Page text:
New York City’s system of high school choice is the largest in the nation, with students bidding for placement among hundreds of schools. The goal was to let students escape low-performing neighborhood schools, allowing them to compete for a spot in up to 12 schools anywhere in the city. Today, 80 percent of participating students get one of their top five picks. But placement of the city’s most vulnerable students remains controversial. And the act of choosing schools is often overwhelming for families. New York University professor Sean Corcoran recently completed ground-breaking analysis of the choices students make—and where they are ultimately placed. He will report on the trends and offer front-line observations from other scholars in New York.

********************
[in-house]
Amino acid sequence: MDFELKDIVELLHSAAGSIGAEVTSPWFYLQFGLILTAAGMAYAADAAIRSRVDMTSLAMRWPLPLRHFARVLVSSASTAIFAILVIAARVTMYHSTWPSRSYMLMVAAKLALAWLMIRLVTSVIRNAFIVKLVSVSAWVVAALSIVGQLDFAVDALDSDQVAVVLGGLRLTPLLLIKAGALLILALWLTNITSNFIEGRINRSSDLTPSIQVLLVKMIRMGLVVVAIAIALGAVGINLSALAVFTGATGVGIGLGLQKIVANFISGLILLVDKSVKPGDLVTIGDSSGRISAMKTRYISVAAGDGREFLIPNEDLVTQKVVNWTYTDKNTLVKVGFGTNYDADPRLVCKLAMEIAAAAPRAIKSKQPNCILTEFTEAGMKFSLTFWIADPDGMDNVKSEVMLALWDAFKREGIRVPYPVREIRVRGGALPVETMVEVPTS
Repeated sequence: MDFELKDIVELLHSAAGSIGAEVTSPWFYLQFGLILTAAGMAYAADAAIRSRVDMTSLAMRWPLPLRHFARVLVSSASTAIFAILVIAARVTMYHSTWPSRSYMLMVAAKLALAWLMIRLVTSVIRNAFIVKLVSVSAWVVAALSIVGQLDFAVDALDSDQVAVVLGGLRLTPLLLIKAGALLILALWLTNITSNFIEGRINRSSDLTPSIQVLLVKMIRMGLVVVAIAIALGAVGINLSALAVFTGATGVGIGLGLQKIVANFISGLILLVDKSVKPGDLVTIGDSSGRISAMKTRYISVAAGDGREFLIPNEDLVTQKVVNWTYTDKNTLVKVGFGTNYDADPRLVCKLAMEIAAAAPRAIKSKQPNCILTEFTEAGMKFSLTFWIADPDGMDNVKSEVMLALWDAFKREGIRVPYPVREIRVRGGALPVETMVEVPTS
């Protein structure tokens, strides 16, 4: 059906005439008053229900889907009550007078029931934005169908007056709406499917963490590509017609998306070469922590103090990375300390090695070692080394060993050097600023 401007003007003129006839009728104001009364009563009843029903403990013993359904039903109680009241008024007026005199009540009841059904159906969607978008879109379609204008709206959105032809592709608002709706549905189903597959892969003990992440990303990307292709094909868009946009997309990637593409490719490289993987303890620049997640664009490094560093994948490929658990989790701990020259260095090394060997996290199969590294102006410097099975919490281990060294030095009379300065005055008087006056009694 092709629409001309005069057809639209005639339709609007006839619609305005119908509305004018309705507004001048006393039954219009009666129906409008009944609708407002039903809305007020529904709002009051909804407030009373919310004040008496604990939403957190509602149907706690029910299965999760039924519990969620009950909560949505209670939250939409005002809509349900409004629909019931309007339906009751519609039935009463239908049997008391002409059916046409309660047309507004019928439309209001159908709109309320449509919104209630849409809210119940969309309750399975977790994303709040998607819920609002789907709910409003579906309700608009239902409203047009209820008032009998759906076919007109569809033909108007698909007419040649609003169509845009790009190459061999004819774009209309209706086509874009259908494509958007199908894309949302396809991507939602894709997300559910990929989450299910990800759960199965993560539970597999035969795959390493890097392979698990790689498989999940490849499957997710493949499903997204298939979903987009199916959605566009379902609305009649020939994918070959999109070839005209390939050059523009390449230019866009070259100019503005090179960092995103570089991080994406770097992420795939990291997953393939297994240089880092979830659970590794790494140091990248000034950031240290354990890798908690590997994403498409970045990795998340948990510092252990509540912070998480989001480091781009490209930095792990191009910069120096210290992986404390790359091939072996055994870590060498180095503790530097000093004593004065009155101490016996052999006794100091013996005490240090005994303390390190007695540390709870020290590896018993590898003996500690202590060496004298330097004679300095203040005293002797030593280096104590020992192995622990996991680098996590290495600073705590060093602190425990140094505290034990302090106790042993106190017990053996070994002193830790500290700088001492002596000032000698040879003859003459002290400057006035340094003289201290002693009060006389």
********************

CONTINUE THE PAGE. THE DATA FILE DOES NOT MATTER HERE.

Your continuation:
Remarks: Sean Corcoran, associate professor, New York University
Mr. Corcoran then joined in a conversation with: Arlen Benjamin-Gomez, staff attorney, Advocates for Children Carol Boyd, Bronx parent, New Settlement Parent Action Committee Robert Sanft, CEO, Office of Student Enrollment, NYC Department of Education Carolyn Sattin Bajaj, doctoral candidate, New York University
Moderator: Clara Hemphill, Center for New York City Affairs and Insideschools.org
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